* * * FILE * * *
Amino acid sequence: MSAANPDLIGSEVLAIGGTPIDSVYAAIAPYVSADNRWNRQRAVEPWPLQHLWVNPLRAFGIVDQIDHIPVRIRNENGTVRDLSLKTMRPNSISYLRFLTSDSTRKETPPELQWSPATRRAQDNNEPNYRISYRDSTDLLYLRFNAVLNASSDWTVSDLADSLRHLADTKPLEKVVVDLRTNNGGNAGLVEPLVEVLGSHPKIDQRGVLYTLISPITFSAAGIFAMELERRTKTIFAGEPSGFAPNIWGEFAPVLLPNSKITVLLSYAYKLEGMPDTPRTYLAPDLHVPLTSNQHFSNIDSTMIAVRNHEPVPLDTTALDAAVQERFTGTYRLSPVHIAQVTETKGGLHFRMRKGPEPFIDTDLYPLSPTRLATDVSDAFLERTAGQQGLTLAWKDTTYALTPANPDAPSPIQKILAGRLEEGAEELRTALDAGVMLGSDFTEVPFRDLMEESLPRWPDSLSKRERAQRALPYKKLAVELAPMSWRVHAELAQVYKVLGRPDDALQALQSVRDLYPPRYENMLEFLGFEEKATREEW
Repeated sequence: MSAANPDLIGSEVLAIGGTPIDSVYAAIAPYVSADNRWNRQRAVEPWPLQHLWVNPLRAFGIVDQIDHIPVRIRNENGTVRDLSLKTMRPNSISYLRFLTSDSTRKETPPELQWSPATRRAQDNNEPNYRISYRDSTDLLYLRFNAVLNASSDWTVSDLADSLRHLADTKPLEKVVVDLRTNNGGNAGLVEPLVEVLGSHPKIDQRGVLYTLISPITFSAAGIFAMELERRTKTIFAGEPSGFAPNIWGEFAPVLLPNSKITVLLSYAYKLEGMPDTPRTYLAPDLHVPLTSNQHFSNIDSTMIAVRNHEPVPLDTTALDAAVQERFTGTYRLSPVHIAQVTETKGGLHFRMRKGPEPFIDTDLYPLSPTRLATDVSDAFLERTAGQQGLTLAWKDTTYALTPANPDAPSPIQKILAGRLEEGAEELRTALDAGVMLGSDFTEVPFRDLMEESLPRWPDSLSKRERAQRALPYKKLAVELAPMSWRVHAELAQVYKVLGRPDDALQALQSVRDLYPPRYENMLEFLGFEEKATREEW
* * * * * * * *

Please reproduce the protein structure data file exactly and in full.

Amino acid sequence: MSAANPDLIGSEVLAIGGTPIDSVYAAIAPYVSADNRWNRQRAVEPWPLQHLWVNPLRAFGIVDQIDHIPVRIRNENGTVRDLSLKTMRPNSISYLRFLTSDSTRKETPPELQWSPATRRAQDNNEPNYRISYRDSTDLLYLRFNAVLNASSDWTVSDLADSLRHLADTKPLEKVVVDLRTNNGGNAGLVEPLVEVLGSHPKIDQRGVLYTLISPITFSAAGIFAMELERRTKTIFAGEPSGFAPNIWGEFAPVLLPNSKITVLLSYAYKLEGMPDTPRTYLAPDLHVPLTSNQHFSNIDSTMIAVRNHEPVPLDTTALDAAVQERFTGTYRLSPVHIAQVTETKGGLHFRMRKGPEPFIDTDLYPLSPTRLATDVSDAFLERTAGQQGLTLAWKDTTYALTPANPDAPSPIQKILAGRLEEGAEELRTALDAGVMLGSDFTEVPFRDLMEESLPRWPDSLSKRERAQRALPYKKLAVELAPMSWRVHAELAQVYKVLGRPDDALQALQSVRDLYPPRYENMLEFLGFEEKATREEW
Repeated sequence: MSAANPDLIGSEVLAIGGTPIDSVYAAIAPYVSADNRWNRQRAVEPWPLQHLWVNPLRAFGIVDQIDHIPVRIRNENGTVRDLSLKTMRPNSISYLRFLTSDSTRKETPPELQWSPATRRAQDNNEPNYRISYRDSTDLLYLRFNAVLNASSDWTVSDLADSLRHLADTKPLEKVVVDLRTNNGGNAGLVEPLVEVLGSHPKIDQRGVLYTLISPITFSAAGIFAMELERRTKTIFAGEPSGFAPNIWGEFAPVLLPNSKITVLLSYAYKLEGMPDTPRTYLAPDLHVPLTSNQHFSNIDSTMIAVRNHEPVPLDTTALDAAVQERFTGTYRLSPVHIAQVTETKGGLHFRMRKGPEPFIDTDLYPLSPTRLATDVSDAFLERTAGQQGLTLAWKDTTYALTPANPDAPSPIQKILAGRLEEGAEELRTALDAGVMLGSDFTEVPFRDLMEESLPRWPDSLSKRERAQRALPYKKLAVELAPMSWRVHAELAQVYKVLGRPDDALQALQSVRDLYPPRYENMLEFLGFEEKATREEW